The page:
Genetic counselling: Answering the questions after the diagnosis
The key aim of genetic counselling is to dispel fears
Genetic counselling is about trying to explain the condition, how it’s inherited and to explain any genetic testing results. Photograph: iStock
Coming to terms with a genetic illness in the family can leave a person with many questions. What does this mean for me? What does this mean for my child? Will my family be affected?
Genetic counsellors support people in finding answers to the difficult questions that may arise. These specially trained professionals help individuals and families with a diagnosis or risk of a genetic condition to understand better what this means for them.
“Genetic counsellors are uniquely trained to have advanced knowledge of genetics and genomics and to use a communication style with a lot of compassion and empathy to support people,” says Rosie O’Shea, a senior genetic counsellor from Kerry who works as an associate lecturer in genetic counselling at the University of Technology Sydney.
It’s really about empowering patients
“The patients are the people who have to understand the impact of their genetic information and also share it with their families. Genetic counsellors have to make them the expert when it comes to being able to ensure that the genetic information is of benefit to the wider family.”
O’Shea, who previously worked as a genetic counsellor in several hospitals in Ireland, adds that genetic counsellors provide information in a non-judgmental and non-directive way to help patients make their own decisions. “It’s really about empowering patients.”
Despite its title, genetic counselling differs greatly from psychological counselling, as Jackie Turner explains. “Genetic counselling is about trying to explain the condition, how it’s inherited and explain any genetic testing results and also to ensure that people as a family understand what is happening,” says Turner, a genetic counsellor at the Clinical Genetics Centre for Ophthalmology at Dublin’s Mater hospital.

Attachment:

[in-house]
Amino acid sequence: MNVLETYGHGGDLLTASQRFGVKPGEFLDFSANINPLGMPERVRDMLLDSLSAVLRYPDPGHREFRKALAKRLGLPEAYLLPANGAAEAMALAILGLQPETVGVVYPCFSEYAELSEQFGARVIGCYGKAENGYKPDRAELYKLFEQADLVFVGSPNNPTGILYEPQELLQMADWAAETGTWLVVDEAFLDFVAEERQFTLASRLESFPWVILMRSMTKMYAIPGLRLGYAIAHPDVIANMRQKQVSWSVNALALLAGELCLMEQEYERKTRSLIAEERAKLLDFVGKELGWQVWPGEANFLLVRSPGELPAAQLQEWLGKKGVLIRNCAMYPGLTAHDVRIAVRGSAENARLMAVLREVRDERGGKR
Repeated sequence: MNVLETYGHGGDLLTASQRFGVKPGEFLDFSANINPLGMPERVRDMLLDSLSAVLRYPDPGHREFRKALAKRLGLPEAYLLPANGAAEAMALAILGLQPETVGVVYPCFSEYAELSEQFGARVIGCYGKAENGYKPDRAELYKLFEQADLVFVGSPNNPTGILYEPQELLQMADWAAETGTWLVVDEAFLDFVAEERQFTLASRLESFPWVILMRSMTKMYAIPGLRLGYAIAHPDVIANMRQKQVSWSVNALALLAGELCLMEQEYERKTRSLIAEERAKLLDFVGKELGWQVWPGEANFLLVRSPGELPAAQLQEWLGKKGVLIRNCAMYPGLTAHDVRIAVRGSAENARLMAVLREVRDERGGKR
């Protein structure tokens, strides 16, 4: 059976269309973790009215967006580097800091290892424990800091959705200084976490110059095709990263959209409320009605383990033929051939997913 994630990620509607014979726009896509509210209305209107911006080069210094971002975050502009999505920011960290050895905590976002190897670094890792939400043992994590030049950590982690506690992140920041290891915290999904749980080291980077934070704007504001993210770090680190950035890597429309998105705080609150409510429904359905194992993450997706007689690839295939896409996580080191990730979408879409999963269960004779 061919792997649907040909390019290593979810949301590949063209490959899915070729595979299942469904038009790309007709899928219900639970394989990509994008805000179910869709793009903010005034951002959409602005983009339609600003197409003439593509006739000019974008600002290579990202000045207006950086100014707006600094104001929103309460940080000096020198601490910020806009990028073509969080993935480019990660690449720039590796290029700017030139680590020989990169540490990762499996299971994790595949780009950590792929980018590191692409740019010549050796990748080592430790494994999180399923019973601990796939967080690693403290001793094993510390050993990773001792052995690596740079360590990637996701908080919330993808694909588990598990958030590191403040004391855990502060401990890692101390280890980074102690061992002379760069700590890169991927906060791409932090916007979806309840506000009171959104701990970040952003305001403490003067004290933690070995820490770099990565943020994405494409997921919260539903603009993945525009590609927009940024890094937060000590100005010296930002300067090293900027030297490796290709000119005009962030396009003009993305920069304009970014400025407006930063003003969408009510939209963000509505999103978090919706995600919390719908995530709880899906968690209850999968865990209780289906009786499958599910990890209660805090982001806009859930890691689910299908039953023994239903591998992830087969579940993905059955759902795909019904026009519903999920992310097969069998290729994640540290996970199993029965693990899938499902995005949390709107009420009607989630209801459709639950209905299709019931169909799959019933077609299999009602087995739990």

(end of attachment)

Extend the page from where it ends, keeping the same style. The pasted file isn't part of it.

A genetic counsellor will usually first gather information about a person’s family history. This information allows them to provide an explanation of the underlying cause of the genetic condition in the family and discuss how it’s inherited. They will go through potential implications for the patient and discuss the benefits and limitations of the tests available.
“There can be lots of uncertainties when it comes to genomic testing,” says O’Shea. “Genetic counselling ensures people are prepared in a realistic way for what genomic testing can offer them, but also the limitations of testing as well.”
If test results are already available, these will be discussed.
A key aim of genetic counselling is to dispel fears that patients and their families have about a genetic illness. “To prepare for a genetic counselling session, we like people to write down their questions before they come to see us. We work through those in the clinic and try to answer them as best we can,” explains Turner.
“Sometimes it’s important to go through what the prognosis is. It takes a little while for people to be ready for that conversation. The internet contains lots of useful information but people need to be quite careful that they aren’t reading stuff that isn’t true.”
Following a session, summary letters are provided to patients for sharing with family members, who may also decide to see a genetic counsellor. As it’s often difficult for patients who have just been diagnosed to contact their relatives themselves, genetic counsellors can assist in the process.
Purpose of the practice
Individuals and their families may attend genetic counselling following a confirmed diagnosis of a genetic condition. If there is a history of genetic conditions in a family, such as a hereditary form of cancer or illnesses such as Huntington’s disease or cystic fibrosis, a person may also receive genetic counselling. This allows them to discuss their likelihood of being affected and assist them in deciding whether to get tested.
Sometimes couples attend genetic counselling in an attempt to explore whether a genetic condition will affect their pregnancy outcomes. While embryologist and trained genetic counsellor Dr Tim Dineen doesn’t work as a counsellor, he incorporates his training into the consent process at Waterstone Clinic. If a couple he’s working with decide that they want to have fertility treatment, they are referred for an independent genetic counselling session.